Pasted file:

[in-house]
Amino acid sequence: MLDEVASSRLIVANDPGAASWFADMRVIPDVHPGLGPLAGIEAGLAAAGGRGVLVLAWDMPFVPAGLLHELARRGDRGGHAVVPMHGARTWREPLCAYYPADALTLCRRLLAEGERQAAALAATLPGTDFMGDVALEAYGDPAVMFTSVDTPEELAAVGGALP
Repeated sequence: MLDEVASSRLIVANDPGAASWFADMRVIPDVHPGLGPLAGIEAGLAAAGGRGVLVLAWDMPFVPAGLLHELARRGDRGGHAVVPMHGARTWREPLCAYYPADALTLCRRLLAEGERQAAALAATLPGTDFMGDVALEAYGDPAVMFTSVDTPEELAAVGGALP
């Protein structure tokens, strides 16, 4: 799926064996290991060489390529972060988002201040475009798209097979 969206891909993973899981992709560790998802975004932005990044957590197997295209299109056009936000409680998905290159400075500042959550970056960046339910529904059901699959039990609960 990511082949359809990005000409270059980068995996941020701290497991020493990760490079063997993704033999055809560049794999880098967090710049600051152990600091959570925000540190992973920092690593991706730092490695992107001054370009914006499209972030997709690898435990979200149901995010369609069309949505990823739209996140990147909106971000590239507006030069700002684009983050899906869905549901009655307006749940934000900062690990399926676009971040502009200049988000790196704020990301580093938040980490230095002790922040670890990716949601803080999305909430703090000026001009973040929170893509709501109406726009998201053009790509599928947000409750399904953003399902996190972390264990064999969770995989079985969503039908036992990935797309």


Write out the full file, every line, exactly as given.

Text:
[in-house]
Amino acid sequence: MLDEVASSRLIVANDPGAASWFADMRVIPDVHPGLGPLAGIEAGLAAAGGRGVLVLAWDMPFVPAGLLHELARRGDRGGHAVVPMHGARTWREPLCAYYPADALTLCRRLLAEGERQAAALAATLPGTDFMGDVALEAYGDPAVMFTSVDTPEELAAVGGALP
Repeated sequence: MLDEVASSRLIVANDPGAASWFADMRVIPDVHPGLGPLAGIEAGLAAAGGRGVLVLAWDMPFVPAGLLHELARRGDRGGHAVVPMHGARTWREPLCAYYPADALTLCRRLLAEGERQAAALAATLPGTDFMGDVALEAYGDPAVMFTSVDTPEELAAVGGALP
């Protein structure tokens, strides 16, 4: 799926064996290991060489390529972060988002201040475009798209097979 969206891909993973899981992709560790998802975004932005990044957590197997295209299109056009936000409680998905290159400075500042959550970056960046339910529904059901699959039990609960 990511082949359809990005000409270059980068995996941020701290497991020493990760490079063997993704033999055809560049794999880098967090710049600051152990600091959570925000540190992973920092690593991706730092490695992107001054370009914006499209972030997709690898435990979200149901995010369609069309949505990823739209996140990147909106971000590239507006030069700002684009983050899906869905549901009655307006749940934000900062690990399926676009971040502009200049988000790196704020990301580093938040980490230095002790922040670890990716949601803080999305909430703090000026001009973040929170893509709501109406726009998201053009790509599928947000409750399904953003399902996190972390264990064999969770995989079985969503039908036992990935797309």